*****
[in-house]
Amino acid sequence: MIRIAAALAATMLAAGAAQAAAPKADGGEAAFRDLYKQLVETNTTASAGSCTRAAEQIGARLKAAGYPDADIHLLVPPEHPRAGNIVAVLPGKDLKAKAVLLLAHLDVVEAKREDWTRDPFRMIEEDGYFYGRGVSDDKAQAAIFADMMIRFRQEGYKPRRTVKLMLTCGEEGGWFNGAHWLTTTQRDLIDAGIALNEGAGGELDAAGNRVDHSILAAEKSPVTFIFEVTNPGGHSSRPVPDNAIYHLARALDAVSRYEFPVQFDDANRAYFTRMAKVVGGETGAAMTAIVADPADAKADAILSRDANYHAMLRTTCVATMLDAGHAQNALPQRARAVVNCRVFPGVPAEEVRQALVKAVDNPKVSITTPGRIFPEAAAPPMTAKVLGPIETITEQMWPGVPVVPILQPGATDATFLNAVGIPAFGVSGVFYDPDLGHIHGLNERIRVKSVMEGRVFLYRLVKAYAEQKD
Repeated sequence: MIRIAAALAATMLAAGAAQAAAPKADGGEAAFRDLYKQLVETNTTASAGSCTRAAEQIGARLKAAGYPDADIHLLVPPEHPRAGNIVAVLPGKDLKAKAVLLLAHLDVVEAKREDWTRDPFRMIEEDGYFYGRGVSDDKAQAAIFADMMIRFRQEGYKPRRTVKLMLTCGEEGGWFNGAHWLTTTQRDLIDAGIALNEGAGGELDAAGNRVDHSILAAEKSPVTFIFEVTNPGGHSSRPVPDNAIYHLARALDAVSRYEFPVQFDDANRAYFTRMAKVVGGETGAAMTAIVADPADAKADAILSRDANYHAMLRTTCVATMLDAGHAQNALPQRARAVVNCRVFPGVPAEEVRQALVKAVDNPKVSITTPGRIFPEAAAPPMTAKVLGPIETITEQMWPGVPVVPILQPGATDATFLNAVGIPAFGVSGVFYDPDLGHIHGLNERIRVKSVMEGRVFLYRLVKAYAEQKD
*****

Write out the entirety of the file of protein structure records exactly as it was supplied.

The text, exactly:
[in-house]
Amino acid sequence: MIRIAAALAATMLAAGAAQAAAPKADGGEAAFRDLYKQLVETNTTASAGSCTRAAEQIGARLKAAGYPDADIHLLVPPEHPRAGNIVAVLPGKDLKAKAVLLLAHLDVVEAKREDWTRDPFRMIEEDGYFYGRGVSDDKAQAAIFADMMIRFRQEGYKPRRTVKLMLTCGEEGGWFNGAHWLTTTQRDLIDAGIALNEGAGGELDAAGNRVDHSILAAEKSPVTFIFEVTNPGGHSSRPVPDNAIYHLARALDAVSRYEFPVQFDDANRAYFTRMAKVVGGETGAAMTAIVADPADAKADAILSRDANYHAMLRTTCVATMLDAGHAQNALPQRARAVVNCRVFPGVPAEEVRQALVKAVDNPKVSITTPGRIFPEAAAPPMTAKVLGPIETITEQMWPGVPVVPILQPGATDATFLNAVGIPAFGVSGVFYDPDLGHIHGLNERIRVKSVMEGRVFLYRLVKAYAEQKD
Repeated sequence: MIRIAAALAATMLAAGAAQAAAPKADGGEAAFRDLYKQLVETNTTASAGSCTRAAEQIGARLKAAGYPDADIHLLVPPEHPRAGNIVAVLPGKDLKAKAVLLLAHLDVVEAKREDWTRDPFRMIEEDGYFYGRGVSDDKAQAAIFADMMIRFRQEGYKPRRTVKLMLTCGEEGGWFNGAHWLTTTQRDLIDAGIALNEGAGGELDAAGNRVDHSILAAEKSPVTFIFEVTNPGGHSSRPVPDNAIYHLARALDAVSRYEFPVQFDDANRAYFTRMAKVVGGETGAAMTAIVADPADAKADAILSRDANYHAMLRTTCVATMLDAGHAQNALPQRARAVVNCRVFPGVPAEEVRQALVKAVDNPKVSITTPGRIFPEAAAPPMTAKVLGPIETITEQMWPGVPVVPILQPGATDATFLNAVGIPAFGVSGVFYDPDLGHIHGLNERIRVKSVMEGRVFLYRLVKAYAEQKD